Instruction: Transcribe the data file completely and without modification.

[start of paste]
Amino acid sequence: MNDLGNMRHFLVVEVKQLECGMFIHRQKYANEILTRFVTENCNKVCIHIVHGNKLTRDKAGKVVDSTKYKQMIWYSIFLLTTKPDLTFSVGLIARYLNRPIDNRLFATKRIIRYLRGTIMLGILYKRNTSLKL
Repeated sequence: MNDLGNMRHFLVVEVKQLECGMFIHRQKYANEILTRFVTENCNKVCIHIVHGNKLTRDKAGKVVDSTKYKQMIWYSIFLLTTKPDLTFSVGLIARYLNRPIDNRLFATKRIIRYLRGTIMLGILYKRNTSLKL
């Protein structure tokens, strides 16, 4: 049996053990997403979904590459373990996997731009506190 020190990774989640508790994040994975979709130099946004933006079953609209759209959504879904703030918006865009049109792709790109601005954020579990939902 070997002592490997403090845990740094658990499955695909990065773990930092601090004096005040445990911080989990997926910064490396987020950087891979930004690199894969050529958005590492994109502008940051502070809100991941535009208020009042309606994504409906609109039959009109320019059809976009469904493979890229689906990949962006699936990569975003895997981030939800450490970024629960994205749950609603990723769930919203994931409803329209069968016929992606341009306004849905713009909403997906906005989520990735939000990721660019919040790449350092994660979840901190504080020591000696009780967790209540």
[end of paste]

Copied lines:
Amino acid sequence: MNDLGNMRHFLVVEVKQLECGMFIHRQKYANEILTRFVTENCNKVCIHIVHGNKLTRDKAGKVVDSTKYKQMIWYSIFLLTTKPDLTFSVGLIARYLNRPIDNRLFATKRIIRYLRGTIMLGILYKRNTSLKL
Repeated sequence: MNDLGNMRHFLVVEVKQLECGMFIHRQKYANEILTRFVTENCNKVCIHIVHGNKLTRDKAGKVVDSTKYKQMIWYSIFLLTTKPDLTFSVGLIARYLNRPIDNRLFATKRIIRYLRGTIMLGILYKRNTSLKL
């Protein structure tokens, strides 16, 4: 049996053990997403979904590459373990996997731009506190 020190990774989640508790994040994975979709130099946004933006079953609209759209959504879904703030918006865009049109792709790109601005954020579990939902 070997002592490997403090845990740094658990499955695909990065773990930092601090004096005040445990911080989990997926910064490396987020950087891979930004690199894969050529958005590492994109502008940051502070809100991941535009208020009042309606994504409906609109039959009109320019059809976009469904493979890229689906990949962006699936990569975003895997981030939800450490970024629960994205749950609603990723769930919203994931409803329209069968016929992606341009306004849905713009909403997906906005989520990735939000990721660019919040790449350092994660979840901190504080020591000696009780967790209540």